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For Immediate Release
April 13, 2022


ALBANY, NY – United University Professions, the nation’s largest public higher education union, praised the state Board of Regents for its unanimous decision April 12 to remove the edTPA requirement for new teacher certification.

UUP has been outspoken in its opposition to the edTPA--which stands for Educative Teacher Performance Assessment—for nearly a decade. The union has argued that the multi-part edTPA was overly cumbersome—and served to deter students considering teaching as a career.

“After years of calling for the elimination of the edTPA, UUP strongly supports the Regents’ decision to do away with this restrictive, unnecessary barrier for students who want to become teachers,” said UUP President Fred Kowal. “With the edTPA no longer an impediment, we are hopeful that students who are looking at teaching as a career will move forward with their plans and attend a SUNY university or college to attain their goals.”

“UUP applauds the Regents’ decision to eliminate the edTPA requirement,” said UUP statewide Vice President for Academics Alissa Karl. “Our members who work in SUNY’s teacher education programs are now able to prepare and assess teacher candidates without the unnecessary interference of the edTPA.”

UUP, through its statewide Teacher Education Committee, has worked closely with the Board of Regents and New York State United Teachers to reform—and ultimately remove—the edTPA since it became part of New York’s teacher certification process in 2014.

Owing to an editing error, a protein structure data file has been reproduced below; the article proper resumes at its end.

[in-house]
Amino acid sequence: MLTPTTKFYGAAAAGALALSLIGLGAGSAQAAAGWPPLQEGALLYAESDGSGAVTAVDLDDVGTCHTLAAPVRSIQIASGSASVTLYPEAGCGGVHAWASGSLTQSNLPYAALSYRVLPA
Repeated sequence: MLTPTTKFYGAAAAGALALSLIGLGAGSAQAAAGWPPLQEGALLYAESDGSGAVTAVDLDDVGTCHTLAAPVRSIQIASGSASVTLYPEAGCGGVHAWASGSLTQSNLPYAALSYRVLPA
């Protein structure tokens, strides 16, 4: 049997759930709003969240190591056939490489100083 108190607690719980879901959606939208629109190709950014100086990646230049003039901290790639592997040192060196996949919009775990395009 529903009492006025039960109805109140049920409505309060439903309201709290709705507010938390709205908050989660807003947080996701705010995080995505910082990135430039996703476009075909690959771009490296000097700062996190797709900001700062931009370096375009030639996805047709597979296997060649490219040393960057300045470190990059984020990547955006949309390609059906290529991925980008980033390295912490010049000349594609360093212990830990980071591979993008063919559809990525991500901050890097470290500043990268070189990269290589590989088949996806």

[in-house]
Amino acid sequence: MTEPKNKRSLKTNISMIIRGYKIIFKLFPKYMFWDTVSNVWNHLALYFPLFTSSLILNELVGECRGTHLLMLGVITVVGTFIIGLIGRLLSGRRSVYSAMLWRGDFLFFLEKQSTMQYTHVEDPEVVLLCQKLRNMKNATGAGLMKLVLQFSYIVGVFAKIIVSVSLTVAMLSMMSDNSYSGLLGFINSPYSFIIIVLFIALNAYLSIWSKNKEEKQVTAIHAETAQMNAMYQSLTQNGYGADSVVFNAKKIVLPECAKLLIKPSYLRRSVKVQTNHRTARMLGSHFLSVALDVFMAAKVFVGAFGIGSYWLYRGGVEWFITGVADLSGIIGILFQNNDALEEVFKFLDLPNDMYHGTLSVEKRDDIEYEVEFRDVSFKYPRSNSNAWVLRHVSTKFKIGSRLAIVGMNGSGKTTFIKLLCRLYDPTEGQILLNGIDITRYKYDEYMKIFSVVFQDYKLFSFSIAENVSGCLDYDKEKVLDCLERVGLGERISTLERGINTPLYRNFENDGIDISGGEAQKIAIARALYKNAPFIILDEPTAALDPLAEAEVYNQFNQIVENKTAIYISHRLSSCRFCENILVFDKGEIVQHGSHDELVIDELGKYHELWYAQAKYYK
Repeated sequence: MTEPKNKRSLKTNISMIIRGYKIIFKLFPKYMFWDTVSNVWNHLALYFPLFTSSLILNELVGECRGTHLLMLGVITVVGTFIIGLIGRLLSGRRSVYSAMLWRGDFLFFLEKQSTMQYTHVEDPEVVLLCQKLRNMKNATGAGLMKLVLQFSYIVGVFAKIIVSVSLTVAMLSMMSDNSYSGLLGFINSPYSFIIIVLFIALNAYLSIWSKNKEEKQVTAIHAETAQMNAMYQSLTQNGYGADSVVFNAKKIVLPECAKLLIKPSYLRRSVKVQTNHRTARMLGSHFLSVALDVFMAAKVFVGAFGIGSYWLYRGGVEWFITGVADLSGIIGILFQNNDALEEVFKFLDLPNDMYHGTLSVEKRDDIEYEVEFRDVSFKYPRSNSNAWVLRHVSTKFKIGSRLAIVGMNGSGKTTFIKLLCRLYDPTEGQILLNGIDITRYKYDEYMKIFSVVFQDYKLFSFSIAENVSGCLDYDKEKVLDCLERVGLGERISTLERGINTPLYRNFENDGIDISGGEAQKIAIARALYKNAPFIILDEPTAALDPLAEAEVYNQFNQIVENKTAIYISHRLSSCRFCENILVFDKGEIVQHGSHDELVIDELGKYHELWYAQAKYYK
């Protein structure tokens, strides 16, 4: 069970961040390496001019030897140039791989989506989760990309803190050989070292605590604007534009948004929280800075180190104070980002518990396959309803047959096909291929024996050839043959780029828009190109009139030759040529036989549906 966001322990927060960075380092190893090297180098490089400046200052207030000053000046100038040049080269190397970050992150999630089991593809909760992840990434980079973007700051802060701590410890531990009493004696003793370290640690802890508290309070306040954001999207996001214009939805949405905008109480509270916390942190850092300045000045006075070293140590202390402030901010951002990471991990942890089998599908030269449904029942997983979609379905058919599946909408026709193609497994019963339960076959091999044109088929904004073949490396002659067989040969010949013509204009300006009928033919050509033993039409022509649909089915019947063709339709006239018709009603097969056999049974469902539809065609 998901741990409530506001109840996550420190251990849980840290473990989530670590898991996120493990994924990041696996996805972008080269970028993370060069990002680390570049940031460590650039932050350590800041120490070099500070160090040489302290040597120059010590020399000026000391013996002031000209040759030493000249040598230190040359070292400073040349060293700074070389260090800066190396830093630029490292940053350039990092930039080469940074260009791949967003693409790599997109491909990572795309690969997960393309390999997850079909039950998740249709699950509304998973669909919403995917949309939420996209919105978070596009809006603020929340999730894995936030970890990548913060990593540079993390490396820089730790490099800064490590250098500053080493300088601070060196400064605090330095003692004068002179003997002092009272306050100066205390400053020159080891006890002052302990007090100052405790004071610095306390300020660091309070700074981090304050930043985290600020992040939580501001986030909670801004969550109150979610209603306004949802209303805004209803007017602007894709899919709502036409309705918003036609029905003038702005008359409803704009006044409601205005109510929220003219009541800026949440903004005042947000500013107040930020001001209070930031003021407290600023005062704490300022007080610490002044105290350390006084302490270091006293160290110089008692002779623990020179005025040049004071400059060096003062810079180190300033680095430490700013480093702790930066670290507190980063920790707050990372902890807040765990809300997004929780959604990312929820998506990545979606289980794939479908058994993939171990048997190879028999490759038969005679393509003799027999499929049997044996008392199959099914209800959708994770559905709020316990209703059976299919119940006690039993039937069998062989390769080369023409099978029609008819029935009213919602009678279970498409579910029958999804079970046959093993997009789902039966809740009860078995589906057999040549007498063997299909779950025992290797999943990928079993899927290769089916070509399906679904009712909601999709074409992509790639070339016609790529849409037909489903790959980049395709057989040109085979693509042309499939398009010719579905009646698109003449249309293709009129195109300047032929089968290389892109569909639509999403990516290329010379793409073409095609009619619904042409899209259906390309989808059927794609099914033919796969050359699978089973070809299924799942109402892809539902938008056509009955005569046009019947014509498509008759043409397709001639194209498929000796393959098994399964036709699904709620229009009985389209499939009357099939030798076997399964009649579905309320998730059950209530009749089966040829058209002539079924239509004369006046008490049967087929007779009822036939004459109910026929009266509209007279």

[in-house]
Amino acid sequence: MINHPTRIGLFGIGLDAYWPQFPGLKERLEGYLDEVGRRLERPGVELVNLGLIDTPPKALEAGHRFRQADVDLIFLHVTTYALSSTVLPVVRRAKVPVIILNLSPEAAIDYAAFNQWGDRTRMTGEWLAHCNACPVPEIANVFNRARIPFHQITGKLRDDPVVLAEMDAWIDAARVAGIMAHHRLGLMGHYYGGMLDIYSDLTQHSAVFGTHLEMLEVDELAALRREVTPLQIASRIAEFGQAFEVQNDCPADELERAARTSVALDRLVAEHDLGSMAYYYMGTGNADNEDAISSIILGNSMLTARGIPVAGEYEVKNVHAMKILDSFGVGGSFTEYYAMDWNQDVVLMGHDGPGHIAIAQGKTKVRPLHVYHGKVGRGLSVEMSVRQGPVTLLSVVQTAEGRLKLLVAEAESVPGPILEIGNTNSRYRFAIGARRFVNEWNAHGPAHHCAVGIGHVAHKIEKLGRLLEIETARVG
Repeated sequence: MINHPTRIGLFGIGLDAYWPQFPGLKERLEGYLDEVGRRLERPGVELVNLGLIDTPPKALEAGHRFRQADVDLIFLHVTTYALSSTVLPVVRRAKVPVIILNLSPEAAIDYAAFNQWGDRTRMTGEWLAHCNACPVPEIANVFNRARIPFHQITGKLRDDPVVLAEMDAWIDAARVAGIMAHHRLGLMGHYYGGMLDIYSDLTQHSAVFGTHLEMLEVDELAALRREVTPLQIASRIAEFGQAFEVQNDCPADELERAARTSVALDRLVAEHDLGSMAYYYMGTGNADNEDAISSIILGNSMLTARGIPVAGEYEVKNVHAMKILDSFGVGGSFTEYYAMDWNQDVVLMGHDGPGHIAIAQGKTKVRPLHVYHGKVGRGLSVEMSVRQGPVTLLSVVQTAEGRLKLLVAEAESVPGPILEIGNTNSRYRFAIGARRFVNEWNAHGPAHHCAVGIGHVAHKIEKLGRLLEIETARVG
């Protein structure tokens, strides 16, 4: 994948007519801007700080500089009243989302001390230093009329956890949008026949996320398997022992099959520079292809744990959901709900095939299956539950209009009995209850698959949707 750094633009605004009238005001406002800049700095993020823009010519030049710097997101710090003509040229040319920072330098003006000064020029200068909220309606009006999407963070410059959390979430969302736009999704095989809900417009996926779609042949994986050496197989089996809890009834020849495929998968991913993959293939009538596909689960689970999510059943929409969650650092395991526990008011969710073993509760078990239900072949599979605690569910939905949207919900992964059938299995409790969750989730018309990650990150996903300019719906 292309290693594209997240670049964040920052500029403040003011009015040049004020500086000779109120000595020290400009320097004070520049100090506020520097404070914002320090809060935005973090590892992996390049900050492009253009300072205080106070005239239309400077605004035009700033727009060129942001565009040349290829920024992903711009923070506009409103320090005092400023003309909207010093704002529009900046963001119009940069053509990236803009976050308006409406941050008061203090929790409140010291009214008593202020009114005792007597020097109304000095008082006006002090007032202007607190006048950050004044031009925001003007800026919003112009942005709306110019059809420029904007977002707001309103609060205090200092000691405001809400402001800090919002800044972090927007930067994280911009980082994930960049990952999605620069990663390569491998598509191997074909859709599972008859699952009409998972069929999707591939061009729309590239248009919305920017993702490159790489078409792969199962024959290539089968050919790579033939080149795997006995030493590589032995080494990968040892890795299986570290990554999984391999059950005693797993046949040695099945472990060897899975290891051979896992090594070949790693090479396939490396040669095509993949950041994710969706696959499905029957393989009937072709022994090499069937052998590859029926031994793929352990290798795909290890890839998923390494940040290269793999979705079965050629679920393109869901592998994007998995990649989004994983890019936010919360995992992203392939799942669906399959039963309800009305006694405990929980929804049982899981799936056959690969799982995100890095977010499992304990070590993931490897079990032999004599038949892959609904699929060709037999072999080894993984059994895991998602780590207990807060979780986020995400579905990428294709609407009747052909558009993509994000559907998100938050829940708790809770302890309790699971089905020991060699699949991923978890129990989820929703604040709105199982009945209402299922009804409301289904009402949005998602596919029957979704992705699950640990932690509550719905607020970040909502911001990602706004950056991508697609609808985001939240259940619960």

In January, Gov. Kathy Hochul said the state needs approximately 180,000 new teachers over the next 10 years to meet the state’s needs. According to NYSUT, enrollment in New York’s teacher education programs has dropped by 53% since 2009. The New York state Retirement System projects that a third of New York teachers could retire over the next five years.

UUP is the nation's largest higher education union, with more than 42,000 academic and professional faculty and retirees. UUP members work at 29 New York state-operated campuses, including SUNY’s public teaching hospitals and health science centers in Brooklyn, Long Island and Syracuse. It is an affiliate of NYSUT, the American Federation of Teachers, the National Education Association, and the AFL-CIO.


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